216 CR 326
Eureka Springs, AR 72632
Seedlings, seed. Container and bareroot (quart or gallon, 8-inch to 18-inch).
England’s Orchard and Nursery
2338 Highway 2004
McKee, KY 40447-9616
Cultivars: Davis, Overleese, Rebecca’s Gold, Halvin’s Side-winder, Summer Delight, and others, including seedlings.
Forrest Keeling Nursery
88 Forrest Keeling Lane
Elsberry, MO 63343
Cultivars: Peterson pawpaws, Mango, NC-1, Overleese, PA-Golden, Sunflower, and more.
Hidden Springs Nursery
170 Hidden Springs Lane
Cookeville, TN 38501
Cultivars: KSU Atwood, Mango, NC-1, Mitchell, Overleese, Wells, and more.
Nolin River Nut Tree Nursery
John & Lisa Brittain
797 Port Wooden Road
Upton, KY 42784
Cultivars: KSU-AtwoodTM, Allegheny, Potomac, Rappahannock, Shenandoah, Susquehanna, Wabash, Davis,
Greenriver Belle, IXL, Mitchell, NC-1, Overleese, PA Golden, Prolifi c, SAA-Zimmerman, Sue, Sunfl ower, Taylor,
Wells. Bareroot (1-foot to 6-foot)
One Green World
P.O. Box 881
Mulino, OR 97042
Cultivars: KSU-AtwoodTM, Davis, Mango, Mitchell, NC-1, Overleese, PA Golden, Prolifi c, Sunfl ower, Sweet Alice,
Taylor, Taytwo, Wells, Wilson, seedlings.
by Steve Gabriel
In early October this past year, a devoted group of foresters, farmers, extension educations, students, and others gathered at the USDA Plant Materials Center in Big Flats, NY to discuss a common, yet underappreciated tree that has great potential for farms across the Northeast: Black Locust (Robinia pseudoacacia).
This tree, which has often been given a bad name for it’s opportunistic rapid growth and robust thorns, is said to be native originally to the Appalachian Mountain range, though it has become naturalized throughout the United States, southern Canada, and even parts of Europe and Asia. The species is incredibly adaptive, growing in many elevations, microclimates, and soil types.
While some have named it an “invasive” tree given its rapid growth and willingness to spread by seed and root suckering, others see these characteristics as advantageous, if only populations are properly managed to harness these qualities. Make no mistake, locust is not a tree to plant and walk away from. It is best when incorporated into managed activities on the farm, of which there are a remarkable array of options and benefits, including:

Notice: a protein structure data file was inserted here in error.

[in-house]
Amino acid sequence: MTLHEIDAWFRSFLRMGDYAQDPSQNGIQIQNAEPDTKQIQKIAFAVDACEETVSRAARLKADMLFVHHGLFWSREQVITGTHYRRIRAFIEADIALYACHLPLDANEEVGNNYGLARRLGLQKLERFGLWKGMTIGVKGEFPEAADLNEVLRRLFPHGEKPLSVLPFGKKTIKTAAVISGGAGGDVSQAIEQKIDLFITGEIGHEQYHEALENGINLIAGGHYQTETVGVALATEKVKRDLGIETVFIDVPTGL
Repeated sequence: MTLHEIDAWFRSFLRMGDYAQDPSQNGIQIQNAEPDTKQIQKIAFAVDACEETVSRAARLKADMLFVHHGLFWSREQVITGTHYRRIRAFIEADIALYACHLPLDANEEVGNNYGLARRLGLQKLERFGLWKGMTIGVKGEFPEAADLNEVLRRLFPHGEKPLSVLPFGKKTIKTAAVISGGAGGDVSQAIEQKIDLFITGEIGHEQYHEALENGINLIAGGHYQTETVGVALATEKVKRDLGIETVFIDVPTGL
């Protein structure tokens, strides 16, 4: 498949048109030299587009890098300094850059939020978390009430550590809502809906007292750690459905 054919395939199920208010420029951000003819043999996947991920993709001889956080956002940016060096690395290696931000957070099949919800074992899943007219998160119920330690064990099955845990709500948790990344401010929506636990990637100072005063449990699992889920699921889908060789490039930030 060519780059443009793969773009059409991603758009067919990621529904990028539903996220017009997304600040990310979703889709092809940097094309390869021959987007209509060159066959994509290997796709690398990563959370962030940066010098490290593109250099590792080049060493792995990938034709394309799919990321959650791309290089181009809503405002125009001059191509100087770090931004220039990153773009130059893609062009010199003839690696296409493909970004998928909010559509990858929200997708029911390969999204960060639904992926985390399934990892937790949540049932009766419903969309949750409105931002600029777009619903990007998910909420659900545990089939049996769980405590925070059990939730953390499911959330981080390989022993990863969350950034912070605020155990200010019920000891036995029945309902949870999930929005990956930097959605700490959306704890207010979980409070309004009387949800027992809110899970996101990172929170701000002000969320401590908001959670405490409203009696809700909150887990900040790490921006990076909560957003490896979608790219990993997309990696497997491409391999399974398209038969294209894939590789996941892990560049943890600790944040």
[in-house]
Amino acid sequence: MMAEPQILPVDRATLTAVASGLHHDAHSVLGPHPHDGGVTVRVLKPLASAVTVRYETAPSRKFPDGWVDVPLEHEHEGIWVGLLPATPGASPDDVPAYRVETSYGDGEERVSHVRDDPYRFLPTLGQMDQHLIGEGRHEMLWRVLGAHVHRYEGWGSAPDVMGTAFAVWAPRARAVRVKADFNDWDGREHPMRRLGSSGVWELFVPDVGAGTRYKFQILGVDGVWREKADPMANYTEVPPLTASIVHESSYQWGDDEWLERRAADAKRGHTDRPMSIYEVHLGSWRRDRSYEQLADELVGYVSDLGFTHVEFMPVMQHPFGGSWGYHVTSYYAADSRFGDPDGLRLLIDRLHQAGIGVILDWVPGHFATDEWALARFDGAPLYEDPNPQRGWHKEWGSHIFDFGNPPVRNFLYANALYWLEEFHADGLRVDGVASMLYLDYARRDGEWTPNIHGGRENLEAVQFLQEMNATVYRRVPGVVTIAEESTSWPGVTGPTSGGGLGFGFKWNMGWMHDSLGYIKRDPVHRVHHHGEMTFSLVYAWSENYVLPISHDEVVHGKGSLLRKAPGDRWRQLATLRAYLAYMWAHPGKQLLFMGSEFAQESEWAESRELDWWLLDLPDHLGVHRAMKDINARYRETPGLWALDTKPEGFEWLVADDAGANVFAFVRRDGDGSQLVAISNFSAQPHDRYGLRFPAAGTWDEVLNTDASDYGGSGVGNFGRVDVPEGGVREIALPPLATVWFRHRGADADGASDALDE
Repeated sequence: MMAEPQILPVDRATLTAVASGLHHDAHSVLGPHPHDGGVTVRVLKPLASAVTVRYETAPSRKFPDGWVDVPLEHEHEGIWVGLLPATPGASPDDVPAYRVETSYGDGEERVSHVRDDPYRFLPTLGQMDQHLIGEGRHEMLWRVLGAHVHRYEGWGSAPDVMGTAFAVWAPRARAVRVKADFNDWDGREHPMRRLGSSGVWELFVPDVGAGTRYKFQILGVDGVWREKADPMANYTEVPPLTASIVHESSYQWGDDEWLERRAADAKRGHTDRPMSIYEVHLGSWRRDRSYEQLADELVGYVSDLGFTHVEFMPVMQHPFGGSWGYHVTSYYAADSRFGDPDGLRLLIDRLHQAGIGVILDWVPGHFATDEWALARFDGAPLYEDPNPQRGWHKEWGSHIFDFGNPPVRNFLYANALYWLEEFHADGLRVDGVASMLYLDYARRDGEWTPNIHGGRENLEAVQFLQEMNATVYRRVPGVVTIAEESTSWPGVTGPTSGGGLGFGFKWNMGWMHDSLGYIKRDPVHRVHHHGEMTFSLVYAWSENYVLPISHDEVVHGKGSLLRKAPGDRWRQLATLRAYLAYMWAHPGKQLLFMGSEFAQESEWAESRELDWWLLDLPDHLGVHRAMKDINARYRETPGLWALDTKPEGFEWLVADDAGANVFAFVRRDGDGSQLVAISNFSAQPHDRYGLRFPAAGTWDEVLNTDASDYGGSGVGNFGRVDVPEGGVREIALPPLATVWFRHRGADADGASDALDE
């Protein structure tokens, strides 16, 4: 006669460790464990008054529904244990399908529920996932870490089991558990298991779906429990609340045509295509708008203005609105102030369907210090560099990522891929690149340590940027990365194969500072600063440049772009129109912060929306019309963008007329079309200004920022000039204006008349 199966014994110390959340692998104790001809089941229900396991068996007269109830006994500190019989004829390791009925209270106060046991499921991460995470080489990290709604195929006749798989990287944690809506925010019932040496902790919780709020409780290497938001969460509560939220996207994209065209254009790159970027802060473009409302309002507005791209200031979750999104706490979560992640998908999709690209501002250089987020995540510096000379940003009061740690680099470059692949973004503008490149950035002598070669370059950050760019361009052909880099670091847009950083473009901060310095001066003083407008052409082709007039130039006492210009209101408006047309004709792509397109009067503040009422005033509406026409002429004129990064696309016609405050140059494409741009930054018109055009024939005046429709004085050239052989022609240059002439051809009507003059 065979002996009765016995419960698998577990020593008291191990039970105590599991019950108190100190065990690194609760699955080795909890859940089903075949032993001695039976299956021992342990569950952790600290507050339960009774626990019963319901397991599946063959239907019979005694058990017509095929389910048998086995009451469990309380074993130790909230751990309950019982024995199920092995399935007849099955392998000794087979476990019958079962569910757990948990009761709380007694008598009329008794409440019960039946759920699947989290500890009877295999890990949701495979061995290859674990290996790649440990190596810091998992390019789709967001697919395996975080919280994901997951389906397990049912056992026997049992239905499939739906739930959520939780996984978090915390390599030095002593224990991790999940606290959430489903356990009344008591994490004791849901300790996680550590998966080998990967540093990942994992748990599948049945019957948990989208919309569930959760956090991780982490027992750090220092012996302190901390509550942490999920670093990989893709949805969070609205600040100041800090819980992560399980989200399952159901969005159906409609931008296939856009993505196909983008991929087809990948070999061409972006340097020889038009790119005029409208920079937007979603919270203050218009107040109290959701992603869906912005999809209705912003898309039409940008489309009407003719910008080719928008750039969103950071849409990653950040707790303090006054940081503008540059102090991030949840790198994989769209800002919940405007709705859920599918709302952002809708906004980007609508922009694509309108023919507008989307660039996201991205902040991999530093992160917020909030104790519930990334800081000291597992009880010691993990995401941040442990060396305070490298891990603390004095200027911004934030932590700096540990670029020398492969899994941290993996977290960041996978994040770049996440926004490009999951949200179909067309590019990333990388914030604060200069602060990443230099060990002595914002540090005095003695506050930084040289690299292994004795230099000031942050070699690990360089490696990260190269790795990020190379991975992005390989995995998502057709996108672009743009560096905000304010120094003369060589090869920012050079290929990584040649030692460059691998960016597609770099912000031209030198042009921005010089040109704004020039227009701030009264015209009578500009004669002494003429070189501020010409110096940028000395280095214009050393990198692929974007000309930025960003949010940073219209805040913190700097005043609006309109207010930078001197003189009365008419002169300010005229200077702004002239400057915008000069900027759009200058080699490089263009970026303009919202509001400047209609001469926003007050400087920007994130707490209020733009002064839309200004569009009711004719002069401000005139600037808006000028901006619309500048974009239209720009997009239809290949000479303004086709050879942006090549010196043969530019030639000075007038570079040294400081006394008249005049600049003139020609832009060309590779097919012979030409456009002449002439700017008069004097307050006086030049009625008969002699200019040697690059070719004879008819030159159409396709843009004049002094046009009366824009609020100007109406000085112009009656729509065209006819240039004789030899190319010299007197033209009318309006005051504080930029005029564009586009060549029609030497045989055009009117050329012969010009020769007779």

- Because it fixes nitrogen from the atmosphere, the trees grow incredibly fast (3 – 4 feet in a season) and can quickly become windbreaks, shelterbelts, and shade and shelter for animals in silvopasture grazing systems.
- The nutritional value of the leaves is similar to alfalfa, making it a valuable feed for ruminant livestock. Some sources claim excessive consumption can lead to toxicity, but many farmers have found their animals naturally limit their intake. (horses excepted)
- The tree has been used to support nutrition in other crops, from grains to other trees. Research has shown increases in nitrogen in barley grain crops interplanted with locust, and black walnuts interplanted with locust as “nurse” trees were shown to rapidly increase their growth.
- The flowers are important sources of food for honeybees. In Hungary, Black Locust is the basis of commercial honey production.
- The high-density wood is the most rot resistant wood we can grow in our climate, making it an ideal material for fenceposts, hope poles, outdoor furniture, decks, and other projects that require weatherproof materials.
- It’s BTU rating is among the highest, making it an excellent firewood in both heat value and coaling ability. At our last house, we actually ruined a woodstove by burning too much locust, which gets extremely hot.
If anything, Black locust is almost too good at what is does. All theses attributes have resulted in an extraordinarily high demand; both sellers of locust poles and lumber, as well as those in the nursery trade at the meeting reported not even coming close to meeting the demand for their products. There is a lot of room in the market for more farmers to grow, harvest, and sell black locust products in many parts of the region.
The challenge? Some states prohibit importing, selling, or trading Black Locust, including Massachusetts and it is restricted in Minnesota, Michigan, and New York. This is not necessarily a complete list – check with your state regulators before deciding how to proceed. Each state has it’s own specific regulations.
In New York, a regulated plant cannot be knowingly introduced into a location where it isn’t already present. It’s hard to say if there is such a place in New York, and likely not in any location where farming traditionally occurred, since the tree has a long history of value to both Native Americans and colonizer settler farmers around the state. In any case, in New York the trees can be purchased, sold, propagated and transported legally. Nursery’s are required to attached a disclaimed to any material they sell.
Assuming you are clear to work with Black Locust, it’s important to consider the genetic stock you source trees from, especially if your goal is to grow straight poles or trees that can be milled for lumber. Locust is incredibly crooked in its “natural” form, and so seed selection, and sometimes pruning, is a critical factor for success. Ironically, the Hungarians identified the awesomeness of Black locust a long time ago (1700s), deciding to intentionally import seeds and engage in an intensive breeding program. As a result, some of the best stock today comes from Eastern Europe, and nearly 20% of the forests in Hungary are comprised of Black Locust.